CALAIS, Maine — Senior business faculty member Bill Case recognizes that the future for students enrolled in the business program at Washington County Community College is going to be the global economy.
With Canada as the college’s neighbor, Case sees the international border that Maine shares with New Brunswick as a working laboratory for students. He has thus introduced an International Commerce Business concentration as part of the college’s curriculum.
“Our proximity to the border and its activity gives us a natural ‘reality’ lab that provides numerous opportunities for faculty, staff, students and businesses to exercise teaching moments,” he said. “Currency exchange, tariffs, transportation, cultural, political, social and legal issues are demonstrated continuously and are easily facilitated as educational opportunities that are not easily replicated.”
Case listed some of the strengths of the new program as border assets such as global logistics and international brokerage firms, companies engaged in international enterprises and shipping facilities and customs resources on both sides of the border. Those assets could lead to a strong teaching program that would include internships for students.
Once Case established the model for the curriculum, he set out to contact some of the key players who could make the program a reality.
Among the available resources are the international ports in Eastport and in Bayside, New Brunswick. Business resources include Irving Oil Inc., Cooke Aquaculture and Acadia Seaplants, which have a presence in both Maine and New Brunswick, just to name a few. Case also has contacted customs officials who have agreed to cooperate.
Calais sits in the heart of the proposed east-west international highway corridor and another resource is the Maine International Trade Center that also is supportive of the program.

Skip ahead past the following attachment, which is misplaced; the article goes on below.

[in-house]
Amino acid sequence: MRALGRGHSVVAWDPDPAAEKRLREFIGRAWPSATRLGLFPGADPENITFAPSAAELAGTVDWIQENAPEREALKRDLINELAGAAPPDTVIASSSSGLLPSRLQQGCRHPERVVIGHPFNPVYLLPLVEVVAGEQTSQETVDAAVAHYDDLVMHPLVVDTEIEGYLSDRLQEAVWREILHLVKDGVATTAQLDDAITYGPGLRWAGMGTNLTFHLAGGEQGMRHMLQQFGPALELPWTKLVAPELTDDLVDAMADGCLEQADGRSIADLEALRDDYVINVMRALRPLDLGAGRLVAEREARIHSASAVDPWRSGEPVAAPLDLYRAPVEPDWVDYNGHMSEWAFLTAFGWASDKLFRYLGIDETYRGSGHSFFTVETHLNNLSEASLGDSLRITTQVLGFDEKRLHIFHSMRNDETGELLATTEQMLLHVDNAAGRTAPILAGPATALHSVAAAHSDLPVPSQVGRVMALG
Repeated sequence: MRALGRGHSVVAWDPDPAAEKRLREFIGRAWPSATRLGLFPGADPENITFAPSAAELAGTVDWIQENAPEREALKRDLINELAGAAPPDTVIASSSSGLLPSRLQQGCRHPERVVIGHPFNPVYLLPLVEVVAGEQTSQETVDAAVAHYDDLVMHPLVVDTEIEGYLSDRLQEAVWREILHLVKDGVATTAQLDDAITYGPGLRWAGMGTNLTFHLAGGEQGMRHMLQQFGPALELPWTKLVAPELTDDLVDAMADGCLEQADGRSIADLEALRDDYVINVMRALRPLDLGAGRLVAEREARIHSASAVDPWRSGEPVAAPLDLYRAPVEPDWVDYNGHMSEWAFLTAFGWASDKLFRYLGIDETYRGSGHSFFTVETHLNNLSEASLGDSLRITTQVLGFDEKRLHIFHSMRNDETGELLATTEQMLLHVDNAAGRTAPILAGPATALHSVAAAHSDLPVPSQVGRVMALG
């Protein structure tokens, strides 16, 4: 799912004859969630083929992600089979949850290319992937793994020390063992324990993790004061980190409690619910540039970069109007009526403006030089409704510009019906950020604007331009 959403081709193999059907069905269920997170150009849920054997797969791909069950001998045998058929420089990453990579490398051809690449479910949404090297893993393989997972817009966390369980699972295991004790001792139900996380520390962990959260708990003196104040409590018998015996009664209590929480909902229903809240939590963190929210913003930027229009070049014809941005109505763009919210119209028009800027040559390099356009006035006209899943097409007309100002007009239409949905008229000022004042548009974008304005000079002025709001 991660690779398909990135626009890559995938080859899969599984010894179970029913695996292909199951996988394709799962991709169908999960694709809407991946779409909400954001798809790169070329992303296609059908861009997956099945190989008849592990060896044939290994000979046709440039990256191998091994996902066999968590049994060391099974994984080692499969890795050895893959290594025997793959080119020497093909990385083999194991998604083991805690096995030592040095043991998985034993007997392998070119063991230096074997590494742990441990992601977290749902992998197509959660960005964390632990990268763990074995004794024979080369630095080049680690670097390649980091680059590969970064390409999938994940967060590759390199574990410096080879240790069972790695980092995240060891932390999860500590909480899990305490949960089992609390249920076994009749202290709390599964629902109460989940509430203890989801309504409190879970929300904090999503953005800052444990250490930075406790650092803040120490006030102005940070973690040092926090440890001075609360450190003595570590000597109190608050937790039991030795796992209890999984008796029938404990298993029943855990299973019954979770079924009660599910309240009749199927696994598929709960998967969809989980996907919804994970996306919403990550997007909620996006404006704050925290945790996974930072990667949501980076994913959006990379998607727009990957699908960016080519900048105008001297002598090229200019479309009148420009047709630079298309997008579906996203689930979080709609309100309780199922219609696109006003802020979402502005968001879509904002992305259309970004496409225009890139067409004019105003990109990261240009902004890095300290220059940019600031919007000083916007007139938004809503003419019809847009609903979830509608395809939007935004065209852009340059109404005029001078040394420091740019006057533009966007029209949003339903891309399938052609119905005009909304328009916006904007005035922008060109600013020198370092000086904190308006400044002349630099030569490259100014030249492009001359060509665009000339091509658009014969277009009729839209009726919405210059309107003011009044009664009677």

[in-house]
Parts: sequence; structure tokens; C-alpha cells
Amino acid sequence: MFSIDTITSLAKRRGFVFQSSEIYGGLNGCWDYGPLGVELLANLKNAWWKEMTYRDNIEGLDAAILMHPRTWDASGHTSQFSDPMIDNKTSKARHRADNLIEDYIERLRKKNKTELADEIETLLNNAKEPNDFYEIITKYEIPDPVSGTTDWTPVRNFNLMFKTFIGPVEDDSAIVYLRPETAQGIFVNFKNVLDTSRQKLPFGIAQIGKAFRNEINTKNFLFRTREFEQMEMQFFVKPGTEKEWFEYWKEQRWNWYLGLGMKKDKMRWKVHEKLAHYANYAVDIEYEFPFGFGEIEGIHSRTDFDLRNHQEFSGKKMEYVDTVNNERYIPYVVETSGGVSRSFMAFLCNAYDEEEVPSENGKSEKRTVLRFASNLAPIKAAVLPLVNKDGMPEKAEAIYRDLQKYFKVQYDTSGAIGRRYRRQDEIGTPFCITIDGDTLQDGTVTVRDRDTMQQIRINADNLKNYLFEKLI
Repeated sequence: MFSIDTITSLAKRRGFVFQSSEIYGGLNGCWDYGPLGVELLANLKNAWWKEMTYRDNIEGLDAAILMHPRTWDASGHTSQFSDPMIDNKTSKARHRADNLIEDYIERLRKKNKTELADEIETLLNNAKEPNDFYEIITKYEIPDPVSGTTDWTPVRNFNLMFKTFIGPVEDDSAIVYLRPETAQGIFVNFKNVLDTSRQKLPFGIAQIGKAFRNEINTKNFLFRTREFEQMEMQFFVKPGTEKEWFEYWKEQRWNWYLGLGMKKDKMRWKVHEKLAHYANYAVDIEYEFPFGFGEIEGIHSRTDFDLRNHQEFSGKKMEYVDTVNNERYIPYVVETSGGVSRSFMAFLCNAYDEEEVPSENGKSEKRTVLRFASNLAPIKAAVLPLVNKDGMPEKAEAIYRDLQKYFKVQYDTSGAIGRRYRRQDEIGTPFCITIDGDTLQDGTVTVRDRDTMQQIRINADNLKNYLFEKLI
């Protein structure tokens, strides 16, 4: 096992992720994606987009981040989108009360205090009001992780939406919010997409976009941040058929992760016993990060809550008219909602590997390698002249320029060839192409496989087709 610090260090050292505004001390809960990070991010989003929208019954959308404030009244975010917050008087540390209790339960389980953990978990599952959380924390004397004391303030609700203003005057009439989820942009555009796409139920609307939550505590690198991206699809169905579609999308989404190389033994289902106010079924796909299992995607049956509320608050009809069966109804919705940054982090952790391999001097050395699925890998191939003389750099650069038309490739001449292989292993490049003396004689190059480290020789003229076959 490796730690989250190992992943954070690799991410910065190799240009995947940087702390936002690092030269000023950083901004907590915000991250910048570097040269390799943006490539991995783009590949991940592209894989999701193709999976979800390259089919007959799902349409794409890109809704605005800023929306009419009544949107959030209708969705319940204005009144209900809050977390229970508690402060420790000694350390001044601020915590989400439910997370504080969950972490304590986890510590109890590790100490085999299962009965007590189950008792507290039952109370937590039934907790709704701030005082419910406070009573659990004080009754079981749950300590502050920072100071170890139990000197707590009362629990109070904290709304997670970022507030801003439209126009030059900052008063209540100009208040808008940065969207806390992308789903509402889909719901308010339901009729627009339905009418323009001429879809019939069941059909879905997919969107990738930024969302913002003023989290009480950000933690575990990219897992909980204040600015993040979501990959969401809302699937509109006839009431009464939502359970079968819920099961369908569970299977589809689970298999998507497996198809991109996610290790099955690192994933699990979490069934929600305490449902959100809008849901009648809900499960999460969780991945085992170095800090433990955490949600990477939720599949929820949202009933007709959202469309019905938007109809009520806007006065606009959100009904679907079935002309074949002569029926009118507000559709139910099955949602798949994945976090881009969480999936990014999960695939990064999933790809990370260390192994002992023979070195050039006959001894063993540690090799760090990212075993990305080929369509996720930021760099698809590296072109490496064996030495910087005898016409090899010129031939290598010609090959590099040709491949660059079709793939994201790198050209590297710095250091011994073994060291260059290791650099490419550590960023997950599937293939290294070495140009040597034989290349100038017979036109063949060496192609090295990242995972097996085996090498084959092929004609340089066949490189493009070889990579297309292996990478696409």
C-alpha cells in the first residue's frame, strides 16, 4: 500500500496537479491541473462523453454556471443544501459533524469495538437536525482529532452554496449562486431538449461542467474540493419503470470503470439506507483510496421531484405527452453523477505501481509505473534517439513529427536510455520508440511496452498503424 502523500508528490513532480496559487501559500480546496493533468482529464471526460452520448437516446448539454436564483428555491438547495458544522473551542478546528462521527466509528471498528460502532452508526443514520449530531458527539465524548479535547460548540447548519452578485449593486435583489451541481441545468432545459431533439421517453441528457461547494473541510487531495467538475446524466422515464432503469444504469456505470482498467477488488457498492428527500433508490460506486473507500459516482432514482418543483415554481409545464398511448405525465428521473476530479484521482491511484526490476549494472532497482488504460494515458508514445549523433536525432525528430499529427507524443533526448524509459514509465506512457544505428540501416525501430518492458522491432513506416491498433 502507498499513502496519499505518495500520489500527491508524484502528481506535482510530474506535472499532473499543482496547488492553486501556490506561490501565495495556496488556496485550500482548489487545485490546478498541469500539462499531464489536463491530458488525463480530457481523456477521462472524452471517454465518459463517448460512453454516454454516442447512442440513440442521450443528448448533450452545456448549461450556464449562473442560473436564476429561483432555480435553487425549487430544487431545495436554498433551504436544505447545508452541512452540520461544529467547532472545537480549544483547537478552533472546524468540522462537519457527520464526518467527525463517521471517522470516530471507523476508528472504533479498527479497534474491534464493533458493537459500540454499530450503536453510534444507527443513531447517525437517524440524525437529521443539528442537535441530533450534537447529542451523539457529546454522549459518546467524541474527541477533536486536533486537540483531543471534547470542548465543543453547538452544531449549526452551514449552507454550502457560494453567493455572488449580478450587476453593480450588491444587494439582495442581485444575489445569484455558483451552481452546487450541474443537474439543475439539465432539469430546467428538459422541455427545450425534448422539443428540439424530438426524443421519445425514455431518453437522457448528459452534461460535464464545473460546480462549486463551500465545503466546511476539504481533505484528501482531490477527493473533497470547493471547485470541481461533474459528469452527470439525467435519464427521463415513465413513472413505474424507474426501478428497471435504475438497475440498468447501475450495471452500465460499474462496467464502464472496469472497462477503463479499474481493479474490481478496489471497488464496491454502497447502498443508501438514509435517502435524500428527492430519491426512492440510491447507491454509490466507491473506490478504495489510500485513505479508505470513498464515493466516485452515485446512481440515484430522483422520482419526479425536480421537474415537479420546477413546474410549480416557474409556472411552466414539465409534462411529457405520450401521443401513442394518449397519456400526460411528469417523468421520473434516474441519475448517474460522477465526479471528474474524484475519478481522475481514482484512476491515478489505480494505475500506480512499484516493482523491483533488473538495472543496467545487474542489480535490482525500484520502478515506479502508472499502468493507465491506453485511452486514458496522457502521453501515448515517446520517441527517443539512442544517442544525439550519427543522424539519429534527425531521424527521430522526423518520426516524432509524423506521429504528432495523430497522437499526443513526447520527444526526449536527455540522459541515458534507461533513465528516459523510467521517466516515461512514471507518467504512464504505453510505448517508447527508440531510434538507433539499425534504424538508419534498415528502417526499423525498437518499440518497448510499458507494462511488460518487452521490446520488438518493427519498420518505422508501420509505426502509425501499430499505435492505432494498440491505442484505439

Case noted that he did not believe that any other institution was pursuing a two-year credential in International Commerce.
The college program would be open to students from both sides of the international border.
“This provides us with an opportunity to enter the New Brunswick market for associate degree granting articulation agreements and transfers to the University of New Brunswick campuses for students completing the International Commerce program of study,” he said. Students who graduate from the WCCC two-year program could complete their education either at four-year institutions in Canada or Maine. The Saint John and Fredericton campuses of the University of New Brunswick are within an hour drive of WCCC.
Susan Mingo, WCCC’s associate dean of enrollment and retention services, said that it would be her job to recruit students to the program. “What we are looking at are some of the secondary schools in the area to recruit foreign students for next year,” she said. “They seem like a natural fit for the program. We are looking to add diversity to the program.”
Susan also said she believed the program would be a valuable asset to small businesses in the community who are looking beyond their borders to expand. “This would be a resource to help them market, advertise and promote the commerce part of their business,” she said.
Case said that with this program, WCCC was poised to provide an education that would prepare students for work in a global economy.
“This presents a remarkable opportunity for the college to serve the area and to utilize the resources that are here,” he said. “Politically, socially and economically, it is the right time and the right place for this initiative.”